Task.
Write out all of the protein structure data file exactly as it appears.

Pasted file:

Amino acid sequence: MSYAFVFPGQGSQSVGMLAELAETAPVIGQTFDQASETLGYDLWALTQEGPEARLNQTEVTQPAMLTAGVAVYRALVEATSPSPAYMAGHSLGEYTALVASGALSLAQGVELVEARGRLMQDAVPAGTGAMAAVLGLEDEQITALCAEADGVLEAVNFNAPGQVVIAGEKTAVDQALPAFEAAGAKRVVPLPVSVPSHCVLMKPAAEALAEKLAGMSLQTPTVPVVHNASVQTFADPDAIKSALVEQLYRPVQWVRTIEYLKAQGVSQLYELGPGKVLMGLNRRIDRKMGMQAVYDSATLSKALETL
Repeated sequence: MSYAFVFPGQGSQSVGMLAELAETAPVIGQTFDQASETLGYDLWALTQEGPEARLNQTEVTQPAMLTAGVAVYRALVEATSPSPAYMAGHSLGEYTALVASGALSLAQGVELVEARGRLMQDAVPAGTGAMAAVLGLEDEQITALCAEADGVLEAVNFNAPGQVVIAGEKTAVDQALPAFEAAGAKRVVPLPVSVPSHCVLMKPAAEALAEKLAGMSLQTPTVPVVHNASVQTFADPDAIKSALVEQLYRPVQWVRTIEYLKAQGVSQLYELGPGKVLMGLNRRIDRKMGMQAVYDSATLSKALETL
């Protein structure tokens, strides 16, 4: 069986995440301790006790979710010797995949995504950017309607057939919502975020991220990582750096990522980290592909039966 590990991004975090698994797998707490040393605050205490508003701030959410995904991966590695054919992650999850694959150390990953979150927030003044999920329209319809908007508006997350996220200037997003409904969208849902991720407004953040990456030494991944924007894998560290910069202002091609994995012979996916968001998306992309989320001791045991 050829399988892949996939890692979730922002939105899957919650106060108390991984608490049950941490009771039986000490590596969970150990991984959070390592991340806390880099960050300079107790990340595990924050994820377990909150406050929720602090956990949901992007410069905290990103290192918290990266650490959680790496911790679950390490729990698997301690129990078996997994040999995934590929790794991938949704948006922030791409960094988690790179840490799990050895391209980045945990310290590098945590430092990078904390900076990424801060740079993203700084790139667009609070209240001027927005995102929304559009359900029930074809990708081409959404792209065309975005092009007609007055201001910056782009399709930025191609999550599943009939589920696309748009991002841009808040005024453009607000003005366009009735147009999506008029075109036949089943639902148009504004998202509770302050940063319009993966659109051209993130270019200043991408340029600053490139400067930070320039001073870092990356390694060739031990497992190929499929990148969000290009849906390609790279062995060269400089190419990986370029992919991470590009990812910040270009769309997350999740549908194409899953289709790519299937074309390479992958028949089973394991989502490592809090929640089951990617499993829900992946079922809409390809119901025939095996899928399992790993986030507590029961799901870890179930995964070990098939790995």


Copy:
Amino acid sequence: MSYAFVFPGQGSQSVGMLAELAETAPVIGQTFDQASETLGYDLWALTQEGPEARLNQTEVTQPAMLTAGVAVYRALVEATSPSPAYMAGHSLGEYTALVASGALSLAQGVELVEARGRLMQDAVPAGTGAMAAVLGLEDEQITALCAEADGVLEAVNFNAPGQVVIAGEKTAVDQALPAFEAAGAKRVVPLPVSVPSHCVLMKPAAEALAEKLAGMSLQTPTVPVVHNASVQTFADPDAIKSALVEQLYRPVQWVRTIEYLKAQGVSQLYELGPGKVLMGLNRRIDRKMGMQAVYDSATLSKALETL
Repeated sequence: MSYAFVFPGQGSQSVGMLAELAETAPVIGQTFDQASETLGYDLWALTQEGPEARLNQTEVTQPAMLTAGVAVYRALVEATSPSPAYMAGHSLGEYTALVASGALSLAQGVELVEARGRLMQDAVPAGTGAMAAVLGLEDEQITALCAEADGVLEAVNFNAPGQVVIAGEKTAVDQALPAFEAAGAKRVVPLPVSVPSHCVLMKPAAEALAEKLAGMSLQTPTVPVVHNASVQTFADPDAIKSALVEQLYRPVQWVRTIEYLKAQGVSQLYELGPGKVLMGLNRRIDRKMGMQAVYDSATLSKALETL
């Protein structure tokens, strides 16, 4: 069986995440301790006790979710010797995949995504950017309607057939919502975020991220990582750096990522980290592909039966 590990991004975090698994797998707490040393605050205490508003701030959410995904991966590695054919992650999850694959150390990953979150927030003044999920329209319809908007508006997350996220200037997003409904969208849902991720407004953040990456030494991944924007894998560290910069202002091609994995012979996916968001998306992309989320001791045991 050829399988892949996939890692979730922002939105899957919650106060108390991984608490049950941490009771039986000490590596969970150990991984959070390592991340806390880099960050300079107790990340595990924050994820377990909150406050929720602090956990949901992007410069905290990103290192918290990266650490959680790496911790679950390490729990698997301690129990078996997994040999995934590929790794991938949704948006922030791409960094988690790179840490799990050895391209980045945990310290590098945590430092990078904390900076990424801060740079993203700084790139667009609070209240001027927005995102929304559009359900029930074809990708081409959404792209065309975005092009007609007055201001910056782009399709930025191609999550599943009939589920696309748009991002841009808040005024453009607000003005366009009735147009999506008029075109036949089943639902148009504004998202509770302050940063319009993966659109051209993130270019200043991408340029600053490139400067930070320039001073870092990356390694060739031990497992190929499929990148969000290009849906390609790279062995060269400089190419990986370029992919991470590009990812910040270009769309997350999740549908194409899953289709790519299937074309390479992958028949089973394991989502490592809090929640089951990617499993829900992946079922809409390809119901025939095996899928399992790993986030507590029961799901870890179930995964070990098939790995």